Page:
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Treatment slows or halts the progression of keratoconus, corneal ectasia
Corneal collagen crosslinking can be done as an in-office procedure. One clinician describes the process and the logistics.
Reviewed by Kathryn M. Hatch, MD
Office implementation of corneal collagen crosslinking (CXL) requires space and a full staff effort, but it does not compromise practice efficiency and is worthwhile due to its benefits of preserving vision in patients, said Kathryn M. Hatch, MD.
Dr. Hatch has been involved with CXL since 2011 as a clinical trial investigator and has been performing it in her practice since its commercial launch in 2016. She is director, Refractive Surgery Service, Massachusetts Eye and Ear, assistant professor of ophthalmology, Harvard Medical School, Boston.
“CXL is the only treatment available that is able to slow or halt the progression of keratoconus, and corneal ectasia following refractive surgery,” she said.
CXL is performed in a clean room and can be done as an in-office procedure, but the practice needs to have a room available where the patient can undergo the riboflavin loading procedure (riboflavin 5’-phosphate in 20% dextran ophthalmic solution, Photrexa Viscous; riboflavin 5’-phosphate ophthalmic solution, Photrexa T; both from Avedro), and the light treatment (KXL System, Avedro).
Dr. Hatch emphasized the need for an educated support staff to assist with patient scheduling, counseling, care, and reimbursement. She advised designating one staffer as a “CXL champion” to serve as the administrative expert and handle scheduling. The staff member can talk to patients preoperatively, reviewing the steps, and obtaining informed consent.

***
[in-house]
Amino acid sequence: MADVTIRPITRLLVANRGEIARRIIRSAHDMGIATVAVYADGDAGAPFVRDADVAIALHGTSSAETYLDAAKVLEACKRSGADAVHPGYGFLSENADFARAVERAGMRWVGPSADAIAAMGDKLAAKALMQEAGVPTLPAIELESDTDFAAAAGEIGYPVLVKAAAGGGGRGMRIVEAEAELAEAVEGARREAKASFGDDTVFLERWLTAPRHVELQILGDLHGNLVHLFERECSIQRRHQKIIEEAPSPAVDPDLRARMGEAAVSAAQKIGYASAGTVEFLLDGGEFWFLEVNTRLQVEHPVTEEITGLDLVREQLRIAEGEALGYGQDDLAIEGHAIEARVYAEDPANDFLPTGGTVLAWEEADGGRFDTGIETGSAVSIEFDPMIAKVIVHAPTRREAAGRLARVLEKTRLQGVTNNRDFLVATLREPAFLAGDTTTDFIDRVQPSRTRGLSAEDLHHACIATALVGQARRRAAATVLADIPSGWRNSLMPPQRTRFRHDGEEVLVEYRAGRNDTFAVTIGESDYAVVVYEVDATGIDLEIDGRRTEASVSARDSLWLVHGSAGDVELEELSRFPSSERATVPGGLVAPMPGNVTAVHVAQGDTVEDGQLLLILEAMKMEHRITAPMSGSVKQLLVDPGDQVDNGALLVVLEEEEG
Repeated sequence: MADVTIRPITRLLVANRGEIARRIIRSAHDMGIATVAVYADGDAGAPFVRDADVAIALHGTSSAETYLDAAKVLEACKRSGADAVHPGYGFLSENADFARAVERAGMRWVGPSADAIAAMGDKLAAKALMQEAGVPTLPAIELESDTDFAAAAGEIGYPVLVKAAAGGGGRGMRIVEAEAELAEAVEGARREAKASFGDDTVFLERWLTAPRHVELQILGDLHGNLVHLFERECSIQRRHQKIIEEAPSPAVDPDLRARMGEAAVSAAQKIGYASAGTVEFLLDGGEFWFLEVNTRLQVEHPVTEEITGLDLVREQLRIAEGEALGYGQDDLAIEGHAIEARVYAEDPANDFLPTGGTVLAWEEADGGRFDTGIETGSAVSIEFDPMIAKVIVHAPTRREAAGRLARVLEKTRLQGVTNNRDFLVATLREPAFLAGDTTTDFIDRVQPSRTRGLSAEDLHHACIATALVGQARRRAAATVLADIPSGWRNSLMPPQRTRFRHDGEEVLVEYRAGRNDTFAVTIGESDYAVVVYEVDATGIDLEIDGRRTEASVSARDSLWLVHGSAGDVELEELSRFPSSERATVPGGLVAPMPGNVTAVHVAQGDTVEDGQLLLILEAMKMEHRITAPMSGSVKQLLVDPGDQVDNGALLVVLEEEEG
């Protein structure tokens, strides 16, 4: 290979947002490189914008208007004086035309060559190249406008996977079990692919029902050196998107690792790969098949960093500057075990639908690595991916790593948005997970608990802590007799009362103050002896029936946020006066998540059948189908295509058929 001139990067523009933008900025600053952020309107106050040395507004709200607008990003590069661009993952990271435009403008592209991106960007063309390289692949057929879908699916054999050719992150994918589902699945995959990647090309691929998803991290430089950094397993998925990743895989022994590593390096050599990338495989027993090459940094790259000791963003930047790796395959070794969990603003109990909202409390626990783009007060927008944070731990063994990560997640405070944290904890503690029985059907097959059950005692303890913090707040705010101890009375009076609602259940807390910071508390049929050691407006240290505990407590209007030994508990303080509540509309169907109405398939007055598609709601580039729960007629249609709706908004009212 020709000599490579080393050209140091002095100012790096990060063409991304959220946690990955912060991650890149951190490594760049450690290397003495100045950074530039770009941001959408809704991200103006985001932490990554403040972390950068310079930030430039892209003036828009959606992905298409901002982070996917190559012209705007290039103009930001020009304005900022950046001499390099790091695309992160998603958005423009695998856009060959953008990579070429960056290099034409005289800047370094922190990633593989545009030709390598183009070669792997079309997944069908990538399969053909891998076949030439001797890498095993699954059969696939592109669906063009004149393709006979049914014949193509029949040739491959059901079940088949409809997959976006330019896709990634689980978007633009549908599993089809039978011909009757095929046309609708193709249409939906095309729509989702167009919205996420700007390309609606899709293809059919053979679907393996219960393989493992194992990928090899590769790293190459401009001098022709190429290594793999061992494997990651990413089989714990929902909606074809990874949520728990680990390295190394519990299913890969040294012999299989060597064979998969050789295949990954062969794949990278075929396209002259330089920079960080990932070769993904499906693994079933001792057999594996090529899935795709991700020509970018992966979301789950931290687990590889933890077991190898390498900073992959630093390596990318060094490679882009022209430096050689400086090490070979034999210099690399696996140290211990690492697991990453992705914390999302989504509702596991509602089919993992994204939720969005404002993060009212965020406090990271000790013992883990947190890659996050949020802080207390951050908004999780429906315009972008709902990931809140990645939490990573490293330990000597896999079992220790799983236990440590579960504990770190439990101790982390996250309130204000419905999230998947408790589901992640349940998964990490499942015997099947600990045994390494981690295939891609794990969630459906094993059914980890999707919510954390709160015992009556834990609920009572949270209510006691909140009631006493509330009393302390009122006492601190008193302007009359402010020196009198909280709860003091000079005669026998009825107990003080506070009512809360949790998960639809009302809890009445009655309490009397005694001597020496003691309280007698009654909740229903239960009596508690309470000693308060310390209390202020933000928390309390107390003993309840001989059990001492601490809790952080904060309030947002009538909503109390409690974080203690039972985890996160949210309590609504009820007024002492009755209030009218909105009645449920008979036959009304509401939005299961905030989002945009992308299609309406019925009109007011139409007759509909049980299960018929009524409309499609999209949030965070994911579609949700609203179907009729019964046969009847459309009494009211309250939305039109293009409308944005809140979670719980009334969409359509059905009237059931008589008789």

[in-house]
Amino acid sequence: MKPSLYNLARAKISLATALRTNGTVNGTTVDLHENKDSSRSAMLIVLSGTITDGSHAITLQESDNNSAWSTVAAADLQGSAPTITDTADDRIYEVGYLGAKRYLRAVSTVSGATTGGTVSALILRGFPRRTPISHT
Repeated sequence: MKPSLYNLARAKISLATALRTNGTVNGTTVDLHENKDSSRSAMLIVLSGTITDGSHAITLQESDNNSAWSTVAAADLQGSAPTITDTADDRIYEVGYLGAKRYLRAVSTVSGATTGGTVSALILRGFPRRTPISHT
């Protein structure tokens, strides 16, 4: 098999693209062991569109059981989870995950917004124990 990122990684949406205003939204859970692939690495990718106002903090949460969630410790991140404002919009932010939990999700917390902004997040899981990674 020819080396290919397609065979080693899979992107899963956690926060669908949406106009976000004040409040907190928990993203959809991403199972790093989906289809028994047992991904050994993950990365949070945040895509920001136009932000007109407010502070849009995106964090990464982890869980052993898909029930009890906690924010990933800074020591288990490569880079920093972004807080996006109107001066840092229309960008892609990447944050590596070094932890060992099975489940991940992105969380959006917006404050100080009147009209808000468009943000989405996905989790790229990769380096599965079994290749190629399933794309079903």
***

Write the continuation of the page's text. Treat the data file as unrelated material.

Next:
Dr. Hatch suggested having at least two technicians who are trained to administer the riboflavin, comfortable staying with the patient during the light treatment, and able to review the details about postoperative care.
“I explain to patients that I am in charge of their care, but that they will see me during key steps of their procedure,” she said. “It is important to provide that information because some patients expect that the ophthalmologist will be with them throughout.”
On the day of the procedure, patients are given oral lorazepam when they arrive, about 40 minutes prior to surgery.
RELATED: When to consider corneal cross-linking treatmentAfter epithelial preparation and instillation of the riboflavin solution is completed, Dr. Hatch checks that the loading is adequate, measures the pachymetry, and begins the light treatment. After the irradiation is done, she returns to see the patient, answer any questions, and discharges the patient.
The follow-up schedule for patients who have undergone CXL includes a return visit at 1 day and about a week after the procedure. Thereafter, patients are seen at 4 to 6 weeks post-CXL, after 3 to 4 months, and after 6 to 9 months. Younger patients, however, are seen more regularly in the first years because they are at high risk for keratoconus progression. Dr. Hatch added that collaboration is needed with diagnosing providers, who can refer patients for CXL and set postop expectations.
Insurance coverage for CXL has come a long way since 2016. As of April 2019, the procedure was covered by six national and 59 regional health plans, which encompass more than 95% of commercial lives. In 29 states, CXL is covered by eight or more plans.
With the availability of the Avedro Reimbursement Custom Hub (ARCH) patient assistance program, cost should not be a barrier to any patient getting treated with CXL. Offices enrolled in ARCH can call a hotline for help with predetermination and appeals processes, and they have access to field-based reimbursement specialists.
If an insurance claim is denied, ARCH will continue to appeal the claim for up to 6 months, and if coverage is still denied, the office receives a credit from Avedro for the riboflavin. Through its indigent program, ARCH also covers the cost of the riboflavin treatment for patients who have Medicaid.
Kathryn M. Hatch, MD
Dr. Hatch is a consultant to Avedro.